The second question you need to ask yourself is, for each variable x_i, what is the minimum value (L_i > 0) that you would be willing to accept. Producing 50 truckloads of corn flakes per week combined with one box of wheat flakes is not a whole lot different from just making corn flakes.

The methods discussed below do not exhaust all possibilities; they’re just what come to mind at the moment.

#### Method 1: Utopia

We can add the constraint f(x)\ge f^*-\epsilon and pick a new objective function designed to push x toward having fewer zeros. One possibility is to aim for a “utopia point”, an idealized solution you likely will never reach. So consider the following problem (which remains an LP if f() is linear, and is quadratically constrained but convex if f() is concave — anything else and you’re on your own).

\begin{array}{lrcl} \textrm{minimize} & \sum_{i=1}^{n} & w_{i}(y_{i}+z_{i})\\ \textrm{s. t.} & x & \in & X\subset\Re^{n}\\ & f(x) & \ge & f^{*}-\epsilon\\ & x_i – y_i + z_i & = & u_i \ (i\in 1,\dots,n) \\ & y,z & \ge & 0 \\ \end{array}

The utopia point u\in \Re^n is a vector of ideal values (presumably positive) for the x variables; the weights w_i > 0 reflect your priorities for getting close the utopian value u_i for each x_i. (Auxiliary variables y and z are used to get the absolute difference between x and u.) The objective minimizes \left\Vert x – u \right\Vert_1, the L_1 norm of the difference; you can use a different norm (L_0 stays linear, L_2 results in a quadratic program) if you wish.

#### Method 2: Bounds

A second, perhaps simpler, approach is to assert a strictly positive lower bound L_i > 0 on every variable x_i.

\begin{array}{lrcl} \textrm{maximize} & f(x)\\ \textrm{s.t.} & x & \in & X\subset\Re^{n}\\ & x & \ge & L\\ \end{array}

There is a danger that this could make the problem infeasible (if you are too aggressive in the choice of L). Assessing the trade-off between objective value (f) and bounds (L) is largely a matter of trial and error. Dual variable values (LP) or KKT multipliers (QP) may allow you to incrementally adjust the bounds until a satisfactory outcome is achieved.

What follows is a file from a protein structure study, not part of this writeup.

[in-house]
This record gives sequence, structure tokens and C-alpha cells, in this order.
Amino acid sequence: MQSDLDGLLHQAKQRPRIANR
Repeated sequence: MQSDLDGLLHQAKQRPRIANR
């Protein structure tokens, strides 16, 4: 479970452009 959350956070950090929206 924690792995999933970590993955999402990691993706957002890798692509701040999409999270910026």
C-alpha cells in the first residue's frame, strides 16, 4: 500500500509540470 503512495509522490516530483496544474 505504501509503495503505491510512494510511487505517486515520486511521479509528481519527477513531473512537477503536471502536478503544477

#### Method 3: Binary Variables

Yet another possibility is to introduce binary variables reflecting which original variables are “turned on”, and then optimize the selection of those variables. Let z_i\in\{0,1\} take the value 1 if x_i is “sufficiently” positive and 0 otherwise. Suppose that we also have weights w_i > 0 reflecting the perceived importance of “turning on” each variable x_i. (If you just want as many nonzeros as possible, set w_i = 1 for all i.) Consider the following model: \begin{array}{lrcl} \textrm{maximize} & \sum_{i=1}^{n} & w_{i}z_{i}\\ \textrm{s. t.} & x & \in & X\subset\Re^{n}\\ & f(x) & \ge & f^{*}-\epsilon\\ & x_i & \ge & L_i z_i \ (i\in 1,\dots,n) \\ & z & \in & \{0,1\}^n \\ \end{array}

We maximize the aggregate value of the choice of x variables taking (sufficiently) positive value, while maintaining feasibility and taking an acceptable hit in the value of the original objective function. The computational cost is that we have converted our original problem, which might have been a relatively easy to solve LP or QP, into either a mixed-integer linear program or a mixed-integer quadratically constrained program, either of which will be harder to solve.

#### Method 4: Binary Variables Again

A variation of the previous approach is to maximize f subject to a restriction on the number of zeros in the solution: \begin{array}{lrcl} \textrm{maximize} & f(x)\\ \textrm{s. t.} & x & \in & X\subset\Re^{n}\\ & x_i & \ge & L_i z_i \ (i\in 1,\dots,n) \\ & \sum_{i=1}^{n} w_{i}z_{i} & \ge & K \\ & z & \in & \{0,1\}^n \\ \end{array}

where the weights w_i again indicate relative importance of getting strictly positive values (all 1 if you just want to achieve a certain number of nonzeros) and K is the minimum value/minimum count of nonzeros that you are willing to accept. Once again, assessing the trade-off between objective value and nonzeros is a trial and error process.

#### Paul Rubin